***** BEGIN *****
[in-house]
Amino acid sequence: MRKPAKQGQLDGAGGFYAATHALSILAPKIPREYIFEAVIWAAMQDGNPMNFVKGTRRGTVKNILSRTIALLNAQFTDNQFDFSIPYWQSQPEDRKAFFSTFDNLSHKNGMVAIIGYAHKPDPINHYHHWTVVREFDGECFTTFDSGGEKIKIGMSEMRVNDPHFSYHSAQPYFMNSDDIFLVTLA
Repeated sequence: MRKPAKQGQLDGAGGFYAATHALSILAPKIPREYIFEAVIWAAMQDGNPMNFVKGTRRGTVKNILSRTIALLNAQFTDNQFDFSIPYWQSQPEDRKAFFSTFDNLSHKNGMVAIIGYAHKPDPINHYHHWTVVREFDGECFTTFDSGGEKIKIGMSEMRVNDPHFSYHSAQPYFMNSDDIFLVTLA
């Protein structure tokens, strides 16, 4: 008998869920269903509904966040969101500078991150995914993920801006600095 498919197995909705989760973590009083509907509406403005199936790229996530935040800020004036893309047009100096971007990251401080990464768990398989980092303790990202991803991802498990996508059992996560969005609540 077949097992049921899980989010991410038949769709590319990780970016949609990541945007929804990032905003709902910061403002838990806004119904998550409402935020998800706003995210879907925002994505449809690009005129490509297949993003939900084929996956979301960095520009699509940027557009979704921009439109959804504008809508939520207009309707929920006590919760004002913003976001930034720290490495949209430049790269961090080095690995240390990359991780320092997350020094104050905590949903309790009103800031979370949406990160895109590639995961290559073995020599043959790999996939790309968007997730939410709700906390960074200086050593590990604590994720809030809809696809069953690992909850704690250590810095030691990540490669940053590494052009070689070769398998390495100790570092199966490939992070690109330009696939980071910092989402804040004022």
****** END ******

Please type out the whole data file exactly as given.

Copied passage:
[in-house]
Amino acid sequence: MRKPAKQGQLDGAGGFYAATHALSILAPKIPREYIFEAVIWAAMQDGNPMNFVKGTRRGTVKNILSRTIALLNAQFTDNQFDFSIPYWQSQPEDRKAFFSTFDNLSHKNGMVAIIGYAHKPDPINHYHHWTVVREFDGECFTTFDSGGEKIKIGMSEMRVNDPHFSYHSAQPYFMNSDDIFLVTLA
Repeated sequence: MRKPAKQGQLDGAGGFYAATHALSILAPKIPREYIFEAVIWAAMQDGNPMNFVKGTRRGTVKNILSRTIALLNAQFTDNQFDFSIPYWQSQPEDRKAFFSTFDNLSHKNGMVAIIGYAHKPDPINHYHHWTVVREFDGECFTTFDSGGEKIKIGMSEMRVNDPHFSYHSAQPYFMNSDDIFLVTLA
């Protein structure tokens, strides 16, 4: 008998869920269903509904966040969101500078991150995914993920801006600095 498919197995909705989760973590009083509907509406403005199936790229996530935040800020004036893309047009100096971007990251401080990464768990398989980092303790990202991803991802498990996508059992996560969005609540 077949097992049921899980989010991410038949769709590319990780970016949609990541945007929804990032905003709902910061403002838990806004119904998550409402935020998800706003995210879907925002994505449809690009005129490509297949993003939900084929996956979301960095520009699509940027557009979704921009439109959804504008809508939520207009309707929920006590919760004002913003976001930034720290490495949209430049790269961090080095690995240390990359991780320092997350020094104050905590949903309790009103800031979370949406990160895109590639995961290559073995020599043959790999996939790309968007997730939410709700906390960074200086050593590990604590994720809030809809696809069953690992909850704690250590810095030691990540490669940053590494052009070689070769398998390495100790570092199966490939992070690109330009696939980071910092989402804040004022």